We’ve had company most of the month of February. I love when friends come to visit because it gives us an opportunity to tour them around the island and visit places we haven’t explored thoroughly. It also makes me appreciate what a tiny, yet beautiful place we occupy in the world.

We usually hire one of our neighbors to take us around the island. Luis just bought a new Suzuki 4 door vehicle. He will take us anywhere we want to go and his cost is $60 for the day. He says the more tours we take the sooner he will own the car instead of the bank.

Since we’ve lived on the island for over a decade, we know the places tourists like to visit. This February, we toured familiar places and one new-to-us place. Join me for a tour of Ometepe Island.

First Stop, El Ceibo Museo

It has been years since we visited the Pre-Colombian pottery museum. Named for a giant Ceibo tree at the entrance to the long dusty road that leads to two museums, the Pre-Colombian pottery and the coin museum, this is the place to learn all about the pottery excavated on Ometepe Island.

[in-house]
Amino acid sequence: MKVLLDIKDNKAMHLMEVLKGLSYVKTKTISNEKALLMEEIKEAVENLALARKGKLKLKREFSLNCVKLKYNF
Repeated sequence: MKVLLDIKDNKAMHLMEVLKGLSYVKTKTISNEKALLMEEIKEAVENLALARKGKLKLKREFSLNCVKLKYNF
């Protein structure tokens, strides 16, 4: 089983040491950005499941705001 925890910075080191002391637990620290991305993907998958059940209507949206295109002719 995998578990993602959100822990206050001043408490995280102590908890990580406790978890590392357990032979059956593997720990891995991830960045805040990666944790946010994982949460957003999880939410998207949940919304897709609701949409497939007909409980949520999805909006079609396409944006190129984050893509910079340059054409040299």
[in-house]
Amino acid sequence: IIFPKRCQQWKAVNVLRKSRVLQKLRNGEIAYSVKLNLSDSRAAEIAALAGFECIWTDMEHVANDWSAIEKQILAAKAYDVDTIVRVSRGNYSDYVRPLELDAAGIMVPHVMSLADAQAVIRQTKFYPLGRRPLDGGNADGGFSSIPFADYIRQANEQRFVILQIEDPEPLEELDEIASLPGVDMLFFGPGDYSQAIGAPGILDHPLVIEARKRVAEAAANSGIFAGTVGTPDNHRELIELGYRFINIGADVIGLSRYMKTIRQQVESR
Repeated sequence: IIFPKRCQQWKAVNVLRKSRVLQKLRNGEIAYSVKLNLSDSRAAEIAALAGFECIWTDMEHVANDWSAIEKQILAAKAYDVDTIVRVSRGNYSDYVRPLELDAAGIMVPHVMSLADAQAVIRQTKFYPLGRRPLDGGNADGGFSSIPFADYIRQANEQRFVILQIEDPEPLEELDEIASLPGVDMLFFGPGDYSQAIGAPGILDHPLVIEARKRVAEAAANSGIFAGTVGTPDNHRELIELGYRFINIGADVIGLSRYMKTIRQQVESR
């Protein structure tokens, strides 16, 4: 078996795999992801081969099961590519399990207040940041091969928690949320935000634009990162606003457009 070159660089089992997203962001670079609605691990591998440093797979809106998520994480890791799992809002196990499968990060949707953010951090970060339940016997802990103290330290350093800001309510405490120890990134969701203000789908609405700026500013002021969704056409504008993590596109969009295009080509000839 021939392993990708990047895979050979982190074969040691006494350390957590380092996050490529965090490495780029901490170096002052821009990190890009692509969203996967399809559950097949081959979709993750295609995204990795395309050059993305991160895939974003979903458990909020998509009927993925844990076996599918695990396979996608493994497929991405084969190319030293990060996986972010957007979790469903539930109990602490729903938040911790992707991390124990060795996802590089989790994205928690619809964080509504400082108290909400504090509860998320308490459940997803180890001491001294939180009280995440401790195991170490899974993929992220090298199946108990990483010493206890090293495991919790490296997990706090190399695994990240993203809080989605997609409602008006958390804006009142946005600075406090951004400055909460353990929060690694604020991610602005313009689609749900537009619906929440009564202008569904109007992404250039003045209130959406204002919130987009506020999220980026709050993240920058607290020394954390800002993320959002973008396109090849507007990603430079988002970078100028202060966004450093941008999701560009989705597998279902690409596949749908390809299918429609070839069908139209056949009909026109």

Along with the museums, they have added a hotel, pool, and a new restaurant/bar, where we were treated to shots of cojoyo: a potent fusion of corn, rice, pineapple, and sugar, made on the farm. The indigenous people of Ometepe had consumed it for generations. Our guide poured the syrupy liquid into shot glasses made from black bull horns. We drank it like tequila, with a lick of salt and a bite of mimbro, a very sour fruit resembling a small pickle. Strong, but rico! The other drink he poured reminded me of chicha, a potent fermented corn drink that I sampled in Peru.